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For some patients with uncomplicated cases of appendicitis, antibiotics may be a good alternative to surgery, according to a study published Tuesday in The Journal of the American Medical Association.
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The study, of 530 patients ages 18 to 60 in Finland who had uncomplicated appendicitis, looked at the outcomes of those who were treated with 10 days of antibiotics and those who had an open appendectomy.
It found that nearly 73 percent of patients treated with antibiotics did not require surgery, and that the patients who did require surgery had no complications within a year of follow up, NBC News Medical contributor Dr. Natalie Azar said on TODAY Wednesday.
“I don’t know that this is a groundbreaking study,” Azar said. “It’s not going to be definitive.
“But I think it’s provocative enough that there is going to be discussion among surgeons about whether or not they need to rethink the standard of care, which for the last century or so, has been surgery,” she added.
The study involved patients with uncomplicated cases, meaning they had no evidence of a perforation or abscess, Azar noted.
And the results do not apply to certain patients — children, pregnant women or patients with complicated appendicitis.
“A very select group of patients may actually do well with antibiotic therapy rather than the standard of care, which is surgery,” Azar said, summing up the researchers’ findings.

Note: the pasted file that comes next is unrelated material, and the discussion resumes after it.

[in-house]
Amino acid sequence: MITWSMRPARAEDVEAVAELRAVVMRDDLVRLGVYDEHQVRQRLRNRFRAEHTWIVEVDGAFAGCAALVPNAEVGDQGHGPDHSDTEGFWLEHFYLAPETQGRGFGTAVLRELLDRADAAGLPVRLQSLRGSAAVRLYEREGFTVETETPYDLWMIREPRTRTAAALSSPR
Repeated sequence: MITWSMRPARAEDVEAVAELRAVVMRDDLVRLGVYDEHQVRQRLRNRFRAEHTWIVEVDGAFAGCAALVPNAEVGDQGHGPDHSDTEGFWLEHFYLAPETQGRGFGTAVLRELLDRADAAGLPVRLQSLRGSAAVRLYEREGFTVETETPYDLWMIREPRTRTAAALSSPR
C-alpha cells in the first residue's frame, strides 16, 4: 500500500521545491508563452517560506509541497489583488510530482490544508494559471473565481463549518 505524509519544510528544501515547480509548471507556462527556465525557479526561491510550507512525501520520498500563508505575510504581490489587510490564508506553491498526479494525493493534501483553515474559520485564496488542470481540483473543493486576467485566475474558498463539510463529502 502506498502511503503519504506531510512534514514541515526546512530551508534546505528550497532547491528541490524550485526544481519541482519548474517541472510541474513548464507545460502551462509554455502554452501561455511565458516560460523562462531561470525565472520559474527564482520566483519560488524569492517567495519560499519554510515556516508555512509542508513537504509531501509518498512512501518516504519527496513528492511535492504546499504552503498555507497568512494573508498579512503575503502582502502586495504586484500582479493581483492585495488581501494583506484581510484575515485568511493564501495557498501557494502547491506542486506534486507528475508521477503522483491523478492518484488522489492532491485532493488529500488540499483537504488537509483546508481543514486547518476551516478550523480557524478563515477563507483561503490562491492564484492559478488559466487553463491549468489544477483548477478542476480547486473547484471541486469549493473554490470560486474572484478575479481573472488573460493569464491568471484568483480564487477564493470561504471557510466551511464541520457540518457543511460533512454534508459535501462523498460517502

The lead author of the study, Dr. Paulina Salminen, told The New York Times that researchers performed open surgery rather than laparoscopic surgery to generalize the results to areas where that more common type of surgery is not available.
Though she called it “a weakness” of the research, she told the newspaper that most of the surgical complications were due to incision-site infections, which could happen after laparoscopic surgery as well.
Appendicitis, an emergency condition that afflicts an estimated 300,000 people annually in the United States, is an inflammation of the appendix. If untreated, the appendix can burst and spread infection in the abdomen.
While people often worry that a stomachache may be appendicitis, Azar reviewed the symptoms. The classic scenario, she said, starts with pain in the naval or mid-abdomen area, moving to the right lower quadrant of the belly within one to three days.
Other symptoms include:
- nausea and vomiting
- low-grade fever
- increasing pain when you cough or put pressure on the abdomen.
“Any concerning signs like this, obviously, see the doctor right away,” she said. “I think with children, we have a lower threshold for having them evaluated.”
While appendicitis can strike anybody, it is more common among those ages 10 to 30, according to the National Institute of Health.